YOU ARE HERE: LAT HomeCollections


Iraqis Call for Delay in Election

Seventeen leading parties propose pushing back January's vote to midsummer, citing spreading violence. The U.S. opposes the idea.

November 27, 2004|Ashraf Khalil and Patrick J. McDonnell | Times Staff Writers

BAGHDAD — A group of leading political parties Friday called for a six-month delay of Iraq's Jan. 30 parliamentary election, expressing concern that widening violence would make voting impossible in large swaths of the country.

The 17-member group includes Iraq's two main Kurdish parties, which are key U.S. allies. Speculation about the feasibility of a January election has swirled for months, and increased last week when dozens of mainly Sunni Muslim parties endorsed a boycott of the vote. The boycott plan prompted fears that any new parliament would lack credibility.

Friday's request is expected to put more pressure on interim Iraqi Prime Minister Iyad Allawi and his U.S. backers to reconsider their refusal to postpone the vote.

In Texas, President Bush indicated Thursday that the United States would not support efforts to postpone the election beyond Jan. 30.

"The Iraq election commission has scheduled elections in January, and I would hope they would go forward in January," the president told reporters during a public appearance near his ranch outside Crawford, where his family is spending the Thanksgiving holiday.

The debate over whether to delay the election could further divide Iraqis along religious fault lines, and even ignite sectarian tension.

Iraq's Shiite majority, oppressed by Saddam Hussein's regime and marginalized for much of this century, has been eager to seize significant power in the vote -- in which Iraqis will select representatives who will draft a new constitution and pick a president. Shiite religious parties have resisted attempts to push back the election, a position in which they find themselves increasingly isolated.

The powerful Shiite leader, Grand Ayatollah Ali Sistani, has pushed for a speedy election and launched a grass-roots get-out-the-vote campaign. His endorsement would be crucial to any delay.

After their Friday conference, the 17 party representatives released a statement declaring that a delay was necessary pending "changes in the security situation and the completion of necessary organizational, administrative and technical preparations."

The meeting was held at the Baghdad home of Adnan Pachachi, an influential politician and the head of the Independent Democratic Movement, a Sunni party.

Organizers say they hope to build domestic and international consensus for a postponement.

"Now we must talk to the United Nations, the electoral commission and the government," said Saad Abdel Razzaq, a spokesman for the Independent Democratic Movement.

Abdel Razzaq cited security concerns and a desire to bring boycotters into the process as the main reasons for requesting a delay.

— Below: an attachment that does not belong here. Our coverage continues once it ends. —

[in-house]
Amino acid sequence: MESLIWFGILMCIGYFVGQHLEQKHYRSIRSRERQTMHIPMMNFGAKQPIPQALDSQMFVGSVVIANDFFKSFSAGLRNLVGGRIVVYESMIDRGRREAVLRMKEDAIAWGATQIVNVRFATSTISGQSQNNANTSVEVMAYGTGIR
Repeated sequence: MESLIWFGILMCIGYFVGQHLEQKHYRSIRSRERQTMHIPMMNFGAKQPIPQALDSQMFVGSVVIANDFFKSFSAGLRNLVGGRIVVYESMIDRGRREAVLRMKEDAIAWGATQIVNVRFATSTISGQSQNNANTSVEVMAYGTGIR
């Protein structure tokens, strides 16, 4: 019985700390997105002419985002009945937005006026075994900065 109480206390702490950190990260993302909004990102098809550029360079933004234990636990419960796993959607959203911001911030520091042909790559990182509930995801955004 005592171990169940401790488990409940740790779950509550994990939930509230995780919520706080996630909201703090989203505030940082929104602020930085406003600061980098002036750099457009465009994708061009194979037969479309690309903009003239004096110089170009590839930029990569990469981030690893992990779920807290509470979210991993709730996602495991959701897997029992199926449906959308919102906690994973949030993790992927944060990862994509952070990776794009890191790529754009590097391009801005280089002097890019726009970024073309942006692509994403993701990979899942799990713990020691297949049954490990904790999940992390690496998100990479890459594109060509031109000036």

"We want to take time to have a dialogue and convince them to join the process," he said.

Allawi has repeatedly vowed to proceed with the election. On Wednesday, the prime minister declared the vote to be "on course."

On Friday, there was confusion as to whether Allawi's Iraqi National Accord party had endorsed the request. An INA representative attended the meeting, and the party's name was listed among the 17 signatories.

But Hani Idrees, a member of the INA's political bureau, said the party's representative had not signed the communique seeking the postponement.

The INA continues to support the idea of January elections, Idrees said, but would be willing to support a delay if "there was a wide consensus among all parties involved."

Abdel Razzaq, however, insisted that the INA had "signed and agreed" with the delay request.

Even without the INA's assent, Friday's announcement was a major boost for advocates of a delay.

Friday's list of signatories is diverse, including Kurdish and Sunni parties, Christians, socialists, a tribal group and a women's group.

A similar group of parties gathered last week for a conference in the northern city of Dukkan that lasted several days. After that meeting, only the Iraqi Islamic Party, the country's largest Sunni religious party, openly endorsed a delay. Kurdish parties were noncommittal, several Shiite parties openly opposed the idea, and the final conference statement asked only that the issue be seriously examined.

An elections expert with experience in Iraq, speaking on condition of anonymity, said the endorsement by the two U.S. allies, the Kurdish Democratic Party and the Patriotic Union of Kurdistan, represented a crucial shift.

"The Kurds were weakly aligned with the Shiites toward elections on time. Now they're weakly aligned with the Sunnis toward a delay," the expert said. "There's a fight brewing and it looks like the Kurds just switched sides.... This could get messy."

The two top Shiite parties, the Supreme Council for Islamic Revolution in Iraq and the Dawa Party, didn't participate in Friday's meeting. Nor did the Iraqi National Congress, whose leader is former Pentagon favorite Ahmad Chalabi, who has sought to reinvent himself as a Shiite populist after falling out with Washington.

Los Angeles Times Articles